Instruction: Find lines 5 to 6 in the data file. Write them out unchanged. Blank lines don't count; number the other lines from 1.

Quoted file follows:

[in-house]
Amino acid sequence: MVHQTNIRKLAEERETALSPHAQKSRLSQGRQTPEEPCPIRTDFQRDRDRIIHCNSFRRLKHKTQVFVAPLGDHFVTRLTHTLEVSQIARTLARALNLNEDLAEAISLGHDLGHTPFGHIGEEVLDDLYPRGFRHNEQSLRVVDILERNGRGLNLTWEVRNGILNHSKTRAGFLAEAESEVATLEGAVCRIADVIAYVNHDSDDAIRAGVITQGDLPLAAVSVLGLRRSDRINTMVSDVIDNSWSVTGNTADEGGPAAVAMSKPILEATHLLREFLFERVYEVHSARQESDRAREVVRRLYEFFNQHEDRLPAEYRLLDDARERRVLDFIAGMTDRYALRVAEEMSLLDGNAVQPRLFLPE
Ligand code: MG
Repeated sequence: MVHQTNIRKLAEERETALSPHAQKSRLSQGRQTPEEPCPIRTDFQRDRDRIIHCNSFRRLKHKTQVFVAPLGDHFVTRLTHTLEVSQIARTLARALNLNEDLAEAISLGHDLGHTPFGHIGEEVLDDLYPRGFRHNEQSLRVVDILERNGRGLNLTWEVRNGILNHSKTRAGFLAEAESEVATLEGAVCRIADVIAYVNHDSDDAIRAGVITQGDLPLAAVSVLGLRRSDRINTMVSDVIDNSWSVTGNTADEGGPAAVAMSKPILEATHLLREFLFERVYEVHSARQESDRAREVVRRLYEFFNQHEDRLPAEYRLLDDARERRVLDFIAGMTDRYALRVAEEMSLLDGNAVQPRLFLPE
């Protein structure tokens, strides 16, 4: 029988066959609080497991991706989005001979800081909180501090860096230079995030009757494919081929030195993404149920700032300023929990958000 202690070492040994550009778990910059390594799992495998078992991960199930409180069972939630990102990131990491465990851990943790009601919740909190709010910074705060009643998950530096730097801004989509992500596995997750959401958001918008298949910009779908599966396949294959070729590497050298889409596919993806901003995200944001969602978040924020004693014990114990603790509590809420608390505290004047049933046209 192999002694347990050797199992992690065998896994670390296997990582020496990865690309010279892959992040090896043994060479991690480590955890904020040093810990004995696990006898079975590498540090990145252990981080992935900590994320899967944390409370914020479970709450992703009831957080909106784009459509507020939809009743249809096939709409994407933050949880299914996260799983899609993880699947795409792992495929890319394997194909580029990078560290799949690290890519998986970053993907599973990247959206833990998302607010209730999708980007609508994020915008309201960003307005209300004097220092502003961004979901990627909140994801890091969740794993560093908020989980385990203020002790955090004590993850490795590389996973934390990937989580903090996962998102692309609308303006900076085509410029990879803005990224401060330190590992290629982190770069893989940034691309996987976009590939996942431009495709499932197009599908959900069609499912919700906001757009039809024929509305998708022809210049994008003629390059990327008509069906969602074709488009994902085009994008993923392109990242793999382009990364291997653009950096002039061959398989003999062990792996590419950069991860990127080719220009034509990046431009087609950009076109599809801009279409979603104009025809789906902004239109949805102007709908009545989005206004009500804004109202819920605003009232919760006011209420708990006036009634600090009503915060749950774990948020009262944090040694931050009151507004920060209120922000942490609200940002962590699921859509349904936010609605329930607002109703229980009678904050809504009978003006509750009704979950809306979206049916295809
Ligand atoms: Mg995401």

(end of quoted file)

């Protein structure tokens, strides 16, 4: 029988066959609080497991991706989005001979800081909180501090860096230079995030009757494919081929030195993404149920700032300023929990958000 202690070492040994550009778990910059390594799992495998078992991960199930409180069972939630990102990131990491465990851990943790009601919740909190709010910074705060009643998950530096730097801004989509992500596995997750959401958001918008298949910009779908599966396949294959070729590497050298889409596919993806901003995200944001969602978040924020004693014990114990603790509590809420608390505290004047049933046209 192999002694347990050797199992992690065998896994670390296997990582020496990865690309010279892959992040090896043994060479991690480590955890904020040093810990004995696990006898079975590498540090990145252990981080992935900590994320899967944390409370914020479970709450992703009831957080909106784009459509507020939809009743249809096939709409994407933050949880299914996260799983899609993880699947795409792992495929890319394997194909580029990078560290799949690290890519998986970053993907599973990247959206833990998302607010209730999708980007609508994020915008309201960003307005209300004097220092502003961004979901990627909140994801890091969740794993560093908020989980385990203020002790955090004590993850490795590389996973934390990937989580903090996962998102692309609308303006900076085509410029990879803005990224401060330190590992290629982190770069893989940034691309996987976009590939996942431009495709499932197009599908959900069609499912919700906001757009039809024929509305998708022809210049994008003629390059990327008509069906969602074709488009994902085009994008993923392109990242793999382009990364291997653009950096002039061959398989003999062990792996590419950069991860990127080719220009034509990046431009087609950009076109599809801009279409979603104009025809789906902004239109949805102007709908009545989005206004009500804004109202819920605003009232919760006011209420708990006036009634600090009503915060749950774990948020009262944090040694931050009151507004920060209120922000942490609200940002962590699921859509349904936010609605329930607002109703229980009678904050809504009978003006509750009704979950809306979206049916295809
Ligand atoms: Mg995401």